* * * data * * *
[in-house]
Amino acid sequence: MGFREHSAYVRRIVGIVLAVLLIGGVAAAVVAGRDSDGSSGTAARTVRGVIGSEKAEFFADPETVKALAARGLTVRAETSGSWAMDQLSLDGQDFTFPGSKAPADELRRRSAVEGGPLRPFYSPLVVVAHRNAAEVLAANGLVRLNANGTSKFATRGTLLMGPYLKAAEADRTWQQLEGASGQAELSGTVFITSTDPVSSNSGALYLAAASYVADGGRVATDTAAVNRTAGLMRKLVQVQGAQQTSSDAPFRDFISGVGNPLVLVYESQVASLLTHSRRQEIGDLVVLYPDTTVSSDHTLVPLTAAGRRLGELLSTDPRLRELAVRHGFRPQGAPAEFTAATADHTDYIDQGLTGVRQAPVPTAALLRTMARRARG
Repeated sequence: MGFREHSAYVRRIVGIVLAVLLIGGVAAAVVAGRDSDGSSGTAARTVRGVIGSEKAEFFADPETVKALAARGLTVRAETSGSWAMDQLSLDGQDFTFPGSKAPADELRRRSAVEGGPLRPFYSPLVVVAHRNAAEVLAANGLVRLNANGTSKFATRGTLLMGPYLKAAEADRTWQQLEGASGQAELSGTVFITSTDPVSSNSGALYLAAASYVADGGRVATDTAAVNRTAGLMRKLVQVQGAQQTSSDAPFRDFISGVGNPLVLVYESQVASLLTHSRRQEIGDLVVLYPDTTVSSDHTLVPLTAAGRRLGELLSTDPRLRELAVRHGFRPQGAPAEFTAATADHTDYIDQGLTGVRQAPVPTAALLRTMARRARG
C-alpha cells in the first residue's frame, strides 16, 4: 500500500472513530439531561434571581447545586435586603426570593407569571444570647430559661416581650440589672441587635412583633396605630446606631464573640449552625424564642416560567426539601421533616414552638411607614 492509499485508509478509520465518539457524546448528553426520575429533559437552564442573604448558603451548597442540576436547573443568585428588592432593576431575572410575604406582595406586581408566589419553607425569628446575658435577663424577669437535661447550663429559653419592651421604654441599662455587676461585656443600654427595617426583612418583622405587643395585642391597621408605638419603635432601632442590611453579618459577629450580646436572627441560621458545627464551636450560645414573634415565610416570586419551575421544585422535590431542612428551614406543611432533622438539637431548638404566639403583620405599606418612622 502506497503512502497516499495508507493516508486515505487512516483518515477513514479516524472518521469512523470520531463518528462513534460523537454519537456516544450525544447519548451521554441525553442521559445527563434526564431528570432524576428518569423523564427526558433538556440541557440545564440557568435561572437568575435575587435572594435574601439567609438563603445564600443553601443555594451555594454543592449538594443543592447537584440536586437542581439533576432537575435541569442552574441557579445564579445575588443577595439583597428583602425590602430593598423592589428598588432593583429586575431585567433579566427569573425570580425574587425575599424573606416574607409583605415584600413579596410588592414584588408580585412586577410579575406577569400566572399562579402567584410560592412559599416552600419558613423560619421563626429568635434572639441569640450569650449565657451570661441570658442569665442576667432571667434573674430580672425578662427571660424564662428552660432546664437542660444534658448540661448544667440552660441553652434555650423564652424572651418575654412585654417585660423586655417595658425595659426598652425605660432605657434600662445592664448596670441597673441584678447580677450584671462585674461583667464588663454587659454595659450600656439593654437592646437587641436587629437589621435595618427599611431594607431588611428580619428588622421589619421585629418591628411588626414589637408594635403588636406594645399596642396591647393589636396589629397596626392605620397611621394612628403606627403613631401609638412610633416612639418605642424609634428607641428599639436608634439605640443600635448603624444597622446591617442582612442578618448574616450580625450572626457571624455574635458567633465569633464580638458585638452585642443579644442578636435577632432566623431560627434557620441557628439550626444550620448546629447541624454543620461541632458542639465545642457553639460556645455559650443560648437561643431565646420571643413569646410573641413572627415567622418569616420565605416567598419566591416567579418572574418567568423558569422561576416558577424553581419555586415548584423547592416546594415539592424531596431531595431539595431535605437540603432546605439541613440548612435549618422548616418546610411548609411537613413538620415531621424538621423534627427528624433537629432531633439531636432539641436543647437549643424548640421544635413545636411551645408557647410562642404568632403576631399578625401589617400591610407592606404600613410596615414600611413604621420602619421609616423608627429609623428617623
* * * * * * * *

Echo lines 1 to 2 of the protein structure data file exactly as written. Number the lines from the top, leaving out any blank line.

[in-house]
Amino acid sequence: MGFREHSAYVRRIVGIVLAVLLIGGVAAAVVAGRDSDGSSGTAARTVRGVIGSEKAEFFADPETVKALAARGLTVRAETSGSWAMDQLSLDGQDFTFPGSKAPADELRRRSAVEGGPLRPFYSPLVVVAHRNAAEVLAANGLVRLNANGTSKFATRGTLLMGPYLKAAEADRTWQQLEGASGQAELSGTVFITSTDPVSSNSGALYLAAASYVADGGRVATDTAAVNRTAGLMRKLVQVQGAQQTSSDAPFRDFISGVGNPLVLVYESQVASLLTHSRRQEIGDLVVLYPDTTVSSDHTLVPLTAAGRRLGELLSTDPRLRELAVRHGFRPQGAPAEFTAATADHTDYIDQGLTGVRQAPVPTAALLRTMARRARG